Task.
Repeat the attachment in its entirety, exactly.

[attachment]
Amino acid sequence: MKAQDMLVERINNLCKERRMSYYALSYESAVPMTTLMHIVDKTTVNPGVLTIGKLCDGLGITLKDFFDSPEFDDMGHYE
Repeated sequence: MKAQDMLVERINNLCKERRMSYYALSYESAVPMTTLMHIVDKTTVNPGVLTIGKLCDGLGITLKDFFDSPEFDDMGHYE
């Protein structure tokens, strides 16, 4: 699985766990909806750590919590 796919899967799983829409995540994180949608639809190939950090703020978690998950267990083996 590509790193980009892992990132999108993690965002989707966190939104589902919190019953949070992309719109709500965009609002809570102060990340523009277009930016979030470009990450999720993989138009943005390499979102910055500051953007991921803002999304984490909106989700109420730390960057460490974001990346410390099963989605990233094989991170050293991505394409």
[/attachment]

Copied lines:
Amino acid sequence: MKAQDMLVERINNLCKERRMSYYALSYESAVPMTTLMHIVDKTTVNPGVLTIGKLCDGLGITLKDFFDSPEFDDMGHYE
Repeated sequence: MKAQDMLVERINNLCKERRMSYYALSYESAVPMTTLMHIVDKTTVNPGVLTIGKLCDGLGITLKDFFDSPEFDDMGHYE
């Protein structure tokens, strides 16, 4: 699985766990909806750590919590 796919899967799983829409995540994180949608639809190939950090703020978690998950267990083996 590509790193980009892992990132999108993690965002989707966190939104589902919190019953949070992309719109709500965009609002809570102060990340523009277009930016979030470009990450999720993989138009943005390499979102910055500051953007991921803002999304984490909106989700109420730390960057460490974001990346410390099963989605990233094989991170050293991505394409």